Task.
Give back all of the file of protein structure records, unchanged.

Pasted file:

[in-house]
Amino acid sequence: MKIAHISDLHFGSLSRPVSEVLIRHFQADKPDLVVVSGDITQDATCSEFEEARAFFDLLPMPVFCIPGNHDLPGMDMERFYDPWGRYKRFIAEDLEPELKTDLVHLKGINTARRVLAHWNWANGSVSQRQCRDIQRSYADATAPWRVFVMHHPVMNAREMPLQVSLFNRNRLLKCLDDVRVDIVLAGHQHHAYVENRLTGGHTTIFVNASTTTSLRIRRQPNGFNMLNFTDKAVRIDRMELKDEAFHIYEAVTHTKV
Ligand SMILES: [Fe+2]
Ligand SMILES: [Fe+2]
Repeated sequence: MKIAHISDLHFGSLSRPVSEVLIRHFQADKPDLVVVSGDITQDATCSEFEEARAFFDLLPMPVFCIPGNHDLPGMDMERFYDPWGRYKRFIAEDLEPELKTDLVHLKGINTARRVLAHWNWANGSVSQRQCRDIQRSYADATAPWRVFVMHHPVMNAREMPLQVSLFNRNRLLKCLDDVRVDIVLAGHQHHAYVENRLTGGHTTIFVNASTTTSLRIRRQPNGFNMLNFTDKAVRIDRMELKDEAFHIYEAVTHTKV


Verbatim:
[in-house]
Amino acid sequence: MKIAHISDLHFGSLSRPVSEVLIRHFQADKPDLVVVSGDITQDATCSEFEEARAFFDLLPMPVFCIPGNHDLPGMDMERFYDPWGRYKRFIAEDLEPELKTDLVHLKGINTARRVLAHWNWANGSVSQRQCRDIQRSYADATAPWRVFVMHHPVMNAREMPLQVSLFNRNRLLKCLDDVRVDIVLAGHQHHAYVENRLTGGHTTIFVNASTTTSLRIRRQPNGFNMLNFTDKAVRIDRMELKDEAFHIYEAVTHTKV
Ligand SMILES: [Fe+2]
Ligand SMILES: [Fe+2]
Repeated sequence: MKIAHISDLHFGSLSRPVSEVLIRHFQADKPDLVVVSGDITQDATCSEFEEARAFFDLLPMPVFCIPGNHDLPGMDMERFYDPWGRYKRFIAEDLEPELKTDLVHLKGINTARRVLAHWNWANGSVSQRQCRDIQRSYADATAPWRVFVMHHPVMNAREMPLQVSLFNRNRLLKCLDDVRVDIVLAGHQHHAYVENRLTGGHTTIFVNASTTTSLRIRRQPNGFNMLNFTDKAVRIDRMELKDEAFHIYEAVTHTKV